- Creating Internet technology-based tools for cooperation with customers — in creating innovation, achieving the desired effects of cooperation with customers requires equipping them with appropriate tools, enabling the submission of ideas and other forms of participation in this process. The collaboration tools in innovation should be included in the enterprise’s ERP (Enterprise Resource Planning) system. Such a system allows for the integration of organizational processes. Therefore, in addition to all management functions included in the system and related to production, finance, sales, or marketing, among others, the new area of open innovations should be added. Within this function, it is necessary to add crowdsourcing platforms for reporting innovations, create models of process simulations, conduct experiments, and test innovations (products, solutions) with customer participation. Cooperation with customers may also require the use of a variety of techniques to stimulate customer creativity.
- Integration of the processes of customer participation with internal NPD systems (new product development and production systems)
Achieving integration of open innovation processes with existing NPD systems is a serious challenge for companies (Cui, 2018). This integration is necessary to ensure the elementary conditions for implementing innovation.
- Development of a strategy for managing the intellectual property system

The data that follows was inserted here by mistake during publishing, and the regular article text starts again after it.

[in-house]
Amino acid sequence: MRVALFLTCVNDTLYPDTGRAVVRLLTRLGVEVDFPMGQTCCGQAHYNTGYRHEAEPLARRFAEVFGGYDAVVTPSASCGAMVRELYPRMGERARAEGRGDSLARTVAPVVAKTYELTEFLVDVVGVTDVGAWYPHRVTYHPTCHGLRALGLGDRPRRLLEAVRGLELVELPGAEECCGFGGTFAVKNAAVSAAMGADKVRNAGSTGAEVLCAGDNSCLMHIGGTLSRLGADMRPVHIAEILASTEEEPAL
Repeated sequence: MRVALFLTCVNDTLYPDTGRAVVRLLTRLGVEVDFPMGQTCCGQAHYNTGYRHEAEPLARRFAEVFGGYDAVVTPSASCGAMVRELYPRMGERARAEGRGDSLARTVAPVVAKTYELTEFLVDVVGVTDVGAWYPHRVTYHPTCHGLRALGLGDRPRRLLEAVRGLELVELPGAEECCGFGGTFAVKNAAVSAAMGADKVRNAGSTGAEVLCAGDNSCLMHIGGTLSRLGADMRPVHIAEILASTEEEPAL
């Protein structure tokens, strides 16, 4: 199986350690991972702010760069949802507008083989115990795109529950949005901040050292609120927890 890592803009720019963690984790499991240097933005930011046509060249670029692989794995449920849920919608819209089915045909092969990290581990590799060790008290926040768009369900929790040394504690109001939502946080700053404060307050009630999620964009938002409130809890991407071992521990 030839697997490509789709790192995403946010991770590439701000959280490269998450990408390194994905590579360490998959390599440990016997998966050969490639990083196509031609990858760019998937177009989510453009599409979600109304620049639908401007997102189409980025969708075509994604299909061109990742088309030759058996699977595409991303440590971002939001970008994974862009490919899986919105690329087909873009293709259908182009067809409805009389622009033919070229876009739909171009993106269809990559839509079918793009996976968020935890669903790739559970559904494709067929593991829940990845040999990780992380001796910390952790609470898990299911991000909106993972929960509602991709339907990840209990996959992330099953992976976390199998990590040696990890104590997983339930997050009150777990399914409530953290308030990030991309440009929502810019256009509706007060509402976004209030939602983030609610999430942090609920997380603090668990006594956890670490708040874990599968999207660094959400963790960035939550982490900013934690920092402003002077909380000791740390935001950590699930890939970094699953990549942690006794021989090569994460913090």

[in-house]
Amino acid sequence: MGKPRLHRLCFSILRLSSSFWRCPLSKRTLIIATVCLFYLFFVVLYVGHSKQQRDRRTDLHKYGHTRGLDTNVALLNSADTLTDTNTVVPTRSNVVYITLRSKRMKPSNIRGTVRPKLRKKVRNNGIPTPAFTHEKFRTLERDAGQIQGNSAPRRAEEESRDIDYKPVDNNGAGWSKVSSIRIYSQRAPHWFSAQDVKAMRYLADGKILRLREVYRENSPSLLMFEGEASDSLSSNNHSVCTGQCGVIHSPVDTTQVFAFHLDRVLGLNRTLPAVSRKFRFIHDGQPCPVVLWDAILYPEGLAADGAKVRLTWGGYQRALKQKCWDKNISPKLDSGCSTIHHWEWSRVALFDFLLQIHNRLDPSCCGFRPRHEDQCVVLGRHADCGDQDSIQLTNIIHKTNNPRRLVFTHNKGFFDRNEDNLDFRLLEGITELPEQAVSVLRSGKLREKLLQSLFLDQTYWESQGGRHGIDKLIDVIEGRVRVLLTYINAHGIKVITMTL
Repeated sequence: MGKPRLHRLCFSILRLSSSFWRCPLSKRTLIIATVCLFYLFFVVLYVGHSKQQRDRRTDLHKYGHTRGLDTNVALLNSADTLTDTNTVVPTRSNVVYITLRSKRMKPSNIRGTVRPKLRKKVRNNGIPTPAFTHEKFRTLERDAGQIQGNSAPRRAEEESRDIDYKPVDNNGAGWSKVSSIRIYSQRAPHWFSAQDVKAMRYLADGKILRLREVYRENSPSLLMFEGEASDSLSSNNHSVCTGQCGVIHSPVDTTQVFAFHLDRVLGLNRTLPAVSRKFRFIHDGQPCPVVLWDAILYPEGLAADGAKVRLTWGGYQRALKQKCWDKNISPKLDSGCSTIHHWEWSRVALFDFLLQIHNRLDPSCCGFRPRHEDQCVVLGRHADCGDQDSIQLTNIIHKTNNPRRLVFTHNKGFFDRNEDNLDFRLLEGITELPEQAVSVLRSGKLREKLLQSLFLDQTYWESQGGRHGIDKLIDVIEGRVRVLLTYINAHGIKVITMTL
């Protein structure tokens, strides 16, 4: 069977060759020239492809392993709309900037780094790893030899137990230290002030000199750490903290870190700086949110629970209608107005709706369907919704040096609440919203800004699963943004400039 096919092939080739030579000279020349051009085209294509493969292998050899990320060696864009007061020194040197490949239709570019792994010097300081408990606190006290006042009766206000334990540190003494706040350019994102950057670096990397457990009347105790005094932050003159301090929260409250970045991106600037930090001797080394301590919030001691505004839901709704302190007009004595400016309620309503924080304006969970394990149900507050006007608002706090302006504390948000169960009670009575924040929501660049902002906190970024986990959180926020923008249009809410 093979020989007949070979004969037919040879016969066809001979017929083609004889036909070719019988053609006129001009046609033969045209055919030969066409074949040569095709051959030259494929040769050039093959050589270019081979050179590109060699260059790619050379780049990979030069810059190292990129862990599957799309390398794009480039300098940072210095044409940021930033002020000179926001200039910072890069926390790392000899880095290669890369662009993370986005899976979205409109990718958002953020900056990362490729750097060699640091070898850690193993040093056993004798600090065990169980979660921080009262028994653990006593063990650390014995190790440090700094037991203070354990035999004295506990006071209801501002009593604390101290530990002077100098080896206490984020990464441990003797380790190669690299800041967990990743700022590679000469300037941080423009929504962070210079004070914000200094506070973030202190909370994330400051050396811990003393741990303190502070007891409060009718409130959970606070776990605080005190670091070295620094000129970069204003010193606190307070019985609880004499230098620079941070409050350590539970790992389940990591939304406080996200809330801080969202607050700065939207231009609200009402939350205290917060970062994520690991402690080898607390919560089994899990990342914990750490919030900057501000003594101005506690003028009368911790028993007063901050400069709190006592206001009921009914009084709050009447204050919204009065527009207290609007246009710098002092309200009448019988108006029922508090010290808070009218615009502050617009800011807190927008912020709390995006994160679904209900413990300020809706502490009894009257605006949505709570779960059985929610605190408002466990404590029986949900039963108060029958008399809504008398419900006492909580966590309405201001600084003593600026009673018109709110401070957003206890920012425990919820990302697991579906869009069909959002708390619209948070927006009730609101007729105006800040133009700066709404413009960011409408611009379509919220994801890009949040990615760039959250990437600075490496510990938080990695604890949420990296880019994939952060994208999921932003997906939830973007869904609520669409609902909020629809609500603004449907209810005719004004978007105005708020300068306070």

The application of customer potential-based concepts requires the company to solve legal problems related to copyright. Acquiring intellectual property is complex and involves many challenges because a high level of intellectual property protection inhibits open innovations. The lack of such protection can lead companies to hide new company solutions, which hinders but even restrains the development of open innovations. Therefore, it is necessary to establish clear and detailed rules for intellectual property management strategy, as the lack of caution and violation of these principles can have profound legal implications. First of all, the acquiring company should ensure that the purchased intellectual property enjoys balanced legal protection under one of the categories of intellectual property rights recognized by law (Mention, Al-Sharieh, 2013).
The use of intellectual property in open, innovative environments may take the form of attribution/acquisition of intellectual property and intellectual property license. Both forms are legal actions that must be effectively applied to avoid negative consequences from the legal protection of companies’ intellectual property involved in open innovations.
It should be noticed that intellectual property licensing resolves the tension between knowledge protection and knowledge sharing (Bogers, 2011). Based on a survey conducted among over 154 industrial companies, Lichtenthaler (2010) observed that intellectual property portfolio size plays a vital role in encouraging the company to move to the open innovation paradigm.
The best approach that enables proper use of the intellectual property right to stimulate innovation is to design it so that the right balance between external innovators’ and the company’s interests is achieved.
The possible solutions include co-patenting by the entities involved in the cooperation and applying for the legal protection of jointly owned inventions. However, there is a risk of a conflict of interest between the patent co-owners (Wściubiak, 2017).